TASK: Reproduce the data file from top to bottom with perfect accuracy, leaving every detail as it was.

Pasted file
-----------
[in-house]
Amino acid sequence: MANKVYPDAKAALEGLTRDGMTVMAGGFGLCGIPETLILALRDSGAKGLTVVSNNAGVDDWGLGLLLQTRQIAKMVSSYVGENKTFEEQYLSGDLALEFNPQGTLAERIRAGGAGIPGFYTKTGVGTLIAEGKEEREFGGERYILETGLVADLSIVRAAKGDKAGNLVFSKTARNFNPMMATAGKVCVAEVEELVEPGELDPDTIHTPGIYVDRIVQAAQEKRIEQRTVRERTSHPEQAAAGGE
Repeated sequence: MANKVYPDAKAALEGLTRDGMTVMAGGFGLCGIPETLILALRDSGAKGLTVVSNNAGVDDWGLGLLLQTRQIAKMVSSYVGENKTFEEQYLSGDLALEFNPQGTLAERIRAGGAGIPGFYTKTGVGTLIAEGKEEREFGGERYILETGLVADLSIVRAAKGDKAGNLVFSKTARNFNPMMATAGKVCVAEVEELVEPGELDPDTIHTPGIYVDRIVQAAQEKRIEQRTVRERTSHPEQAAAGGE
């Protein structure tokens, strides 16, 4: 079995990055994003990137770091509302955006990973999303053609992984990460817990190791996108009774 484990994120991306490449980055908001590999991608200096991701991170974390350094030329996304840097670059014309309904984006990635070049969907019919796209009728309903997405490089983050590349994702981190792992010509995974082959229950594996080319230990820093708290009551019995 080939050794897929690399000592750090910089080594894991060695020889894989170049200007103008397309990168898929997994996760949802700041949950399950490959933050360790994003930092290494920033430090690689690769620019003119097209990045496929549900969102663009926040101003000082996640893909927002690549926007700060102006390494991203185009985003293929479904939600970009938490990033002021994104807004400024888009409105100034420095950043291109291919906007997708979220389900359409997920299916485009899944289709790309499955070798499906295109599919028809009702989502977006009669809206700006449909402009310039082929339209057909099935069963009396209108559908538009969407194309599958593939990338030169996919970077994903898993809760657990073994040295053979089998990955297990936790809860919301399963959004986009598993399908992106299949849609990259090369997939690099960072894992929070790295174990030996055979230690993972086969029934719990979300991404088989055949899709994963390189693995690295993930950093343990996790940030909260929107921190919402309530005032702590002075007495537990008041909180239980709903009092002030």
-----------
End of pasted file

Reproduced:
[in-house]
Amino acid sequence: MANKVYPDAKAALEGLTRDGMTVMAGGFGLCGIPETLILALRDSGAKGLTVVSNNAGVDDWGLGLLLQTRQIAKMVSSYVGENKTFEEQYLSGDLALEFNPQGTLAERIRAGGAGIPGFYTKTGVGTLIAEGKEEREFGGERYILETGLVADLSIVRAAKGDKAGNLVFSKTARNFNPMMATAGKVCVAEVEELVEPGELDPDTIHTPGIYVDRIVQAAQEKRIEQRTVRERTSHPEQAAAGGE
Repeated sequence: MANKVYPDAKAALEGLTRDGMTVMAGGFGLCGIPETLILALRDSGAKGLTVVSNNAGVDDWGLGLLLQTRQIAKMVSSYVGENKTFEEQYLSGDLALEFNPQGTLAERIRAGGAGIPGFYTKTGVGTLIAEGKEEREFGGERYILETGLVADLSIVRAAKGDKAGNLVFSKTARNFNPMMATAGKVCVAEVEELVEPGELDPDTIHTPGIYVDRIVQAAQEKRIEQRTVRERTSHPEQAAAGGE
């Protein structure tokens, strides 16, 4: 079995990055994003990137770091509302955006990973999303053609992984990460817990190791996108009774 484990994120991306490449980055908001590999991608200096991701991170974390350094030329996304840097670059014309309904984006990635070049969907019919796209009728309903997405490089983050590349994702981190792992010509995974082959229950594996080319230990820093708290009551019995 080939050794897929690399000592750090910089080594894991060695020889894989170049200007103008397309990168898929997994996760949802700041949950399950490959933050360790994003930092290494920033430090690689690769620019003119097209990045496929549900969102663009926040101003000082996640893909927002690549926007700060102006390494991203185009985003293929479904939600970009938490990033002021994104807004400024888009409105100034420095950043291109291919906007997708979220389900359409997920299916485009899944289709790309499955070798499906295109599919028809009702989502977006009669809206700006449909402009310039082929339209057909099935069963009396209108559908538009969407194309599958593939990338030169996919970077994903898993809760657990073994040295053979089998990955297990936790809860919301399963959004986009598993399908992106299949849609990259090369997939690099960072894992929070790295174990030996055979230690993972086969029934719990979300991404088989055949899709994963390189693995690295993930950093343990996790940030909260929107921190919402309530005032702590002075007495537990008041909180239980709903009092002030």